Money and Risk Management with Binary Options

Trading is a game of probabilities. The sooner traders realize this, the better.

There’s not a holy grail or a golden recipe that wins one hundred percent of the times. It simply doesn’t exist.

However, profitable trading exists. Besides a trading strategy, one needs to have a sound money management plan. And to respect it.

A trading strategy may be:

-         based on indicators (trend indicators or oscillators or both)

-         based on a trading theory (Elliott Waves, Gartley, Gann, Point and Figure, Drummond, etc.)

-         any trading approach that has a chance to generate a profit.

On top of that, when trading binary options, one needs to say not only WHERE price goes, but WHEN. This is the most difficult part of them all. Below are some things mandatory in any binary options risk management plan.

What Makes a Good Money Management Plan?

Managing money means managing risk. Binary options risks come from three distinct areas:

-         the amount to put on a trade

-         the financial product and the direction

-         the expiration date.

Believe it or not, the direction is the least important one. How about being bullish on a currency pair, the market moves in your favor all day and right before the expiration date makes a U-turn?

In the Forex market, this would have been a profitable trade, especially for scalpers. In binary options trading, the expiration date played a trick. Hence, we should start with it as the main pillar of a sound money management plan.

Avoid Short-Term Expiration Dates

By all means, avoid the one-minute and five-minute expiration dates. Even the hourly ones!

Trade with the end of the day, week and even month as your expiration date. After all, if someone gives you over 75% rate of return on your investment, why would you not wait a bit?

And it is not like you must wait for a week or a month. If you trade a binary option in the afternoon, end of the day is just a few hours later.

The same is true in the case of an end of week expiration if you buy the option on a Thursday or end of the month if you buy it in the second half of the month.

To make it in this market, you must think differently. Binary options brokers use all kind of tricks to get you: fear and greed are their best allies. Rationale and logical thinking are yours.

Let me give you an example: when picking an expiration date for your option, you’ll find out you can’t just pick whatever the expiration you want. You should pick one provided by your binary options broker.

It may come as a surprise to you, but brokers set these expirations dates when the market is most volatile: at daily, weekly and monthly fixings, and daily, weekly and monthly closings, or when important economic releases will hit the wires.

To mitigate this risk, set yours way beyond. The only way to do that is to avoid trading smaller expiration dates. The sooner you get this, the sooner you’ll start being a real trader.

Trade Only a Few Products

Over the weekend, look at the economic calendar for the week ahead. Check the important events, the currencies affected, and so on.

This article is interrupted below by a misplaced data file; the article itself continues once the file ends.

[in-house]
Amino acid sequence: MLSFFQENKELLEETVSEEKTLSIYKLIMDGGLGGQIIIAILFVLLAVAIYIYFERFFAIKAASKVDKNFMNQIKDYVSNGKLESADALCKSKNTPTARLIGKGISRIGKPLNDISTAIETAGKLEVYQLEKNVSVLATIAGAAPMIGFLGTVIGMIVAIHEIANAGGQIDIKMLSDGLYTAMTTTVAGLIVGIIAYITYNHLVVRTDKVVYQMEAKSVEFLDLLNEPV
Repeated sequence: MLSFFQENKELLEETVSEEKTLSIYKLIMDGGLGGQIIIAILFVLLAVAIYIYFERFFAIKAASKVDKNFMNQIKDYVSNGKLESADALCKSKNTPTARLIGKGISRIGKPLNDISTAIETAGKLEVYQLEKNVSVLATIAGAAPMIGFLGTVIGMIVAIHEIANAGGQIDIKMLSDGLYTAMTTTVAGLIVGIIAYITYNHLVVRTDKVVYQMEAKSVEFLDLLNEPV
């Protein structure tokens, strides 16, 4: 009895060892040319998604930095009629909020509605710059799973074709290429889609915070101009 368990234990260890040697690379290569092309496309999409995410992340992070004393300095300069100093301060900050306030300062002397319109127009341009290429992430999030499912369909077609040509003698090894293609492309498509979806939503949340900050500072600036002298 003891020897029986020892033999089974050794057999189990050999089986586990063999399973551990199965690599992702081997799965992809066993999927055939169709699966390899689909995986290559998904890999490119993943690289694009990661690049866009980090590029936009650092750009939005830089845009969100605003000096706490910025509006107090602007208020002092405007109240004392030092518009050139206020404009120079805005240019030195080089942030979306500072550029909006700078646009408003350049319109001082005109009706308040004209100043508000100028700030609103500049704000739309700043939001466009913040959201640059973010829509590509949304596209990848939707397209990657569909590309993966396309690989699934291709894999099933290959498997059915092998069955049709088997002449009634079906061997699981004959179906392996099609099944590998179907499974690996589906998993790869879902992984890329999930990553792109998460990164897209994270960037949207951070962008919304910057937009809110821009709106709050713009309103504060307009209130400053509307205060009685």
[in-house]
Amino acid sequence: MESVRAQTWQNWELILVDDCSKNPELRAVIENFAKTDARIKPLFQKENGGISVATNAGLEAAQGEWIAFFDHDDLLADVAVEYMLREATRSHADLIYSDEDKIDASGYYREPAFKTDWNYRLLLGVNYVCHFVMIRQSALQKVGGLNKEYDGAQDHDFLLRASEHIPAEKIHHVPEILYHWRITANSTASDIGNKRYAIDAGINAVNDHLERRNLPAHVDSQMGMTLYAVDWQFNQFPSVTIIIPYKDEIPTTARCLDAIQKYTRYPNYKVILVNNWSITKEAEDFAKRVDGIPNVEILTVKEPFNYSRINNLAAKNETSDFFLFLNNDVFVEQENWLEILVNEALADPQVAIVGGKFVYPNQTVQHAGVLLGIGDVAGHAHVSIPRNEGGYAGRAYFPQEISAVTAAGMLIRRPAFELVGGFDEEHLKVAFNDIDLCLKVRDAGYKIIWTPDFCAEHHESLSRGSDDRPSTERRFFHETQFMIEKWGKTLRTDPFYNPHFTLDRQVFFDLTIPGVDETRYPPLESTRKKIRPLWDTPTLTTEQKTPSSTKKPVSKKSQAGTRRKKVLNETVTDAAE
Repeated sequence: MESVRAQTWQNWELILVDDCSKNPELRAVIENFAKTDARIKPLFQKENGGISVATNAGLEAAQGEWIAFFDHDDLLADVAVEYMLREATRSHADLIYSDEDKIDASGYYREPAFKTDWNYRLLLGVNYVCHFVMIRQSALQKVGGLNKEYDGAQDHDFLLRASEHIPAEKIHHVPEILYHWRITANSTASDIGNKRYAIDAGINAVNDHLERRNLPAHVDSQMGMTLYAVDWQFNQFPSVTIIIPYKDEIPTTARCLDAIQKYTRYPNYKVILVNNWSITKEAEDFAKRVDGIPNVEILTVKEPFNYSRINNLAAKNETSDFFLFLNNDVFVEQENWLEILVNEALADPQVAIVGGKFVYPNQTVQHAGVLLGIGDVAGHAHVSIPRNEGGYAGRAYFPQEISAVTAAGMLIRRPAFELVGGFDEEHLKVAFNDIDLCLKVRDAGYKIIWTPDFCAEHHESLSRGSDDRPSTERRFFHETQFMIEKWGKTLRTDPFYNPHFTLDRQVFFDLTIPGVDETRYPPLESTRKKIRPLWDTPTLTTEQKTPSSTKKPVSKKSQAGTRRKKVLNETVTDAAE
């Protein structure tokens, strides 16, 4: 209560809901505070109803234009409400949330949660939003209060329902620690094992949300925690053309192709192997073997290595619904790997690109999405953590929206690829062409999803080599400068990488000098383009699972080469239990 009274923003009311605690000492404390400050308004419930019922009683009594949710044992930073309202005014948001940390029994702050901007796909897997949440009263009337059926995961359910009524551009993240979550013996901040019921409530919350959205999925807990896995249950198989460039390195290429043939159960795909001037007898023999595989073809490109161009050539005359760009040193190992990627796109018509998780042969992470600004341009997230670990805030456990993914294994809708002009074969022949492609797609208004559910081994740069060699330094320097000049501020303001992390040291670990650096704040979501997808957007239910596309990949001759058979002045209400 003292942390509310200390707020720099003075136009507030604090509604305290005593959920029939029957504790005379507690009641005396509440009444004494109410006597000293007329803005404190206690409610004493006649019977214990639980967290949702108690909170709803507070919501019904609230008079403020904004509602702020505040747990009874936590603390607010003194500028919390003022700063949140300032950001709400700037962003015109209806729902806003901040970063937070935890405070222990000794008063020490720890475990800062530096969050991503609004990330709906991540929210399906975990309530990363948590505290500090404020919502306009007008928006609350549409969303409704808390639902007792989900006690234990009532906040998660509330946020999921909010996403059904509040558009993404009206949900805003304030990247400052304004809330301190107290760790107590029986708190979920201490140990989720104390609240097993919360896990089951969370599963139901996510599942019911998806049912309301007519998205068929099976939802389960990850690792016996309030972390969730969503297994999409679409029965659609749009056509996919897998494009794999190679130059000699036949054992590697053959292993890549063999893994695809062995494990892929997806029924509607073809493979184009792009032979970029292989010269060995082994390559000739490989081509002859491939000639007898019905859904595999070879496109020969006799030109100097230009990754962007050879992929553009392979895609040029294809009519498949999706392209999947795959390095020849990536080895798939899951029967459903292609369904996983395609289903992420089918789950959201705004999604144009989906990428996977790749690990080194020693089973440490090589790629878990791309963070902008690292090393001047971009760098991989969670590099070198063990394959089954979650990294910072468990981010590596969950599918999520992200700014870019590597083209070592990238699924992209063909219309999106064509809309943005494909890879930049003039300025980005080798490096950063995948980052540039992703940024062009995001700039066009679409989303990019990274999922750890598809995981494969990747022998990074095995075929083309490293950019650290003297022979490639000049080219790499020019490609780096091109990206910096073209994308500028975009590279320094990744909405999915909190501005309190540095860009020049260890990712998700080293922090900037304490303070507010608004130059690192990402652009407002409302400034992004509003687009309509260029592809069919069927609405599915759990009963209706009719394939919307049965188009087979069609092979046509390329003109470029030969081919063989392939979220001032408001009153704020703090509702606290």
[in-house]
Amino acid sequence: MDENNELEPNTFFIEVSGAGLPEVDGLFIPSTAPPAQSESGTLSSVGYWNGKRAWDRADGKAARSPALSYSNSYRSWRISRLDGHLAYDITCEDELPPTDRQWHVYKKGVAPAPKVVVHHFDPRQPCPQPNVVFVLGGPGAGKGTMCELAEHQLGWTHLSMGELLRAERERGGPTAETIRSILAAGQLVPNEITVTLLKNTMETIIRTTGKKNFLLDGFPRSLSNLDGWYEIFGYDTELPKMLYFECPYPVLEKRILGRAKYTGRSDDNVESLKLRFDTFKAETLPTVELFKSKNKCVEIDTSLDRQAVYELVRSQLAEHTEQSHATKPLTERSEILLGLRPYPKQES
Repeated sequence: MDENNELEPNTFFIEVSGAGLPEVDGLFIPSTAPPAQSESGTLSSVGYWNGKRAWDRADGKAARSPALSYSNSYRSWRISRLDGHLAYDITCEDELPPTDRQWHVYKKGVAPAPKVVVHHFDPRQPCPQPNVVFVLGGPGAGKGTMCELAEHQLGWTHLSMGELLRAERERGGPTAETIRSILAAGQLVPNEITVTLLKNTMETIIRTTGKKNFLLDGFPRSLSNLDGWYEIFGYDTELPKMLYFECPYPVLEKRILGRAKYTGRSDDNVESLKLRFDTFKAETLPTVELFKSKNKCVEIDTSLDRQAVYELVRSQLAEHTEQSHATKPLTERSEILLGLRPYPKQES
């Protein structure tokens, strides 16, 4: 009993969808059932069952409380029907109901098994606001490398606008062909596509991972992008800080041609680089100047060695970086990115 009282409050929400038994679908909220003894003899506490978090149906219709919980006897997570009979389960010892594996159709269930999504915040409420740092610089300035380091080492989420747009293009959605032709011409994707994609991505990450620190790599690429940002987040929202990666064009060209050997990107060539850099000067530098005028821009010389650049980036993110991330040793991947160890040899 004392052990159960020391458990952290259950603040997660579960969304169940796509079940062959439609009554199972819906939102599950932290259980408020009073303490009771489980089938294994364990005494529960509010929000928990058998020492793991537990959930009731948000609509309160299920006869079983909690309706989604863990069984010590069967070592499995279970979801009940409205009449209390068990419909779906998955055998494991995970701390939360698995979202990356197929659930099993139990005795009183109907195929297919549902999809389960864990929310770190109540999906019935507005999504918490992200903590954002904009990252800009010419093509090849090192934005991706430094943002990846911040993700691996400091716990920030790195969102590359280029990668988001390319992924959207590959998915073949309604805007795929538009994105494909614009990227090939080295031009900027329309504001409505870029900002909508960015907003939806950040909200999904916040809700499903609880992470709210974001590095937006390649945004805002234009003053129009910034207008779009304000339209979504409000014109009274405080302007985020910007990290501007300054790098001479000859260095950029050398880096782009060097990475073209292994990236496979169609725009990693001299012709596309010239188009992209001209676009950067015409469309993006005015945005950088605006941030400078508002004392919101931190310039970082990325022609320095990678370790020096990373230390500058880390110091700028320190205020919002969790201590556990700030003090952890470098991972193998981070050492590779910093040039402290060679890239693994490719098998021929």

Pick only some currency pairs, for example. You don’t have to trade everything! This way, you already have a disciplined approach based on fundamental analysis.

If for example, there is an important USD event like the Non-Farm Payrolls (it comes out on the first Friday of every month), you may want to avoid trading USD pairs that week. It is known that the dollar will range until the release, so chances are the market will not go anywhere. Hence, your options will have a hard time to expire in the money.

Or, if you do trade, set an expiration that to go beyond the NFP release, like the end of month or end of next week.

Direction and The Amount to Trade With

Perhaps the most important thing is the amount to trade. After your analysis (both technical and fundamental) ends over the weekend, it is time to decide on the amount to trade.

Let’s say you have a $1000 trading account. Divide it into ten equal parts to trade every week. Therefore, for the week ahead, the amount to risk is $100.

Next, divide this $100 between the financial products you decided earlier to trade. Let’s say two currency pairs, one index, and gold. This ends up risking $25 on every instrument.

Moving forward, you don’t want to trade the whole $25 sum in one trade, do you? You’ll want to split the risk. So, split it into five different parts, for example.

This will give you five different opportunities to trade a binary option for every four financial instruments. See what we’re doing here? We’re splitting the risk. Or managing the risk, whatever you want to call this.

Conclusion

If you follow the steps ahead, you need to lose ALL your trades in ten consecutive losing weeks. What are the chances for this to happen?

Let’s do some simple math. It means two hundred options will have to expire out of the money in the next ten weeks after you started trading.

That’s improbable. Even if you know nothing about trading. But if you do know some about trading financial products, then this system is the perfect money management plan for your binary options account.

 


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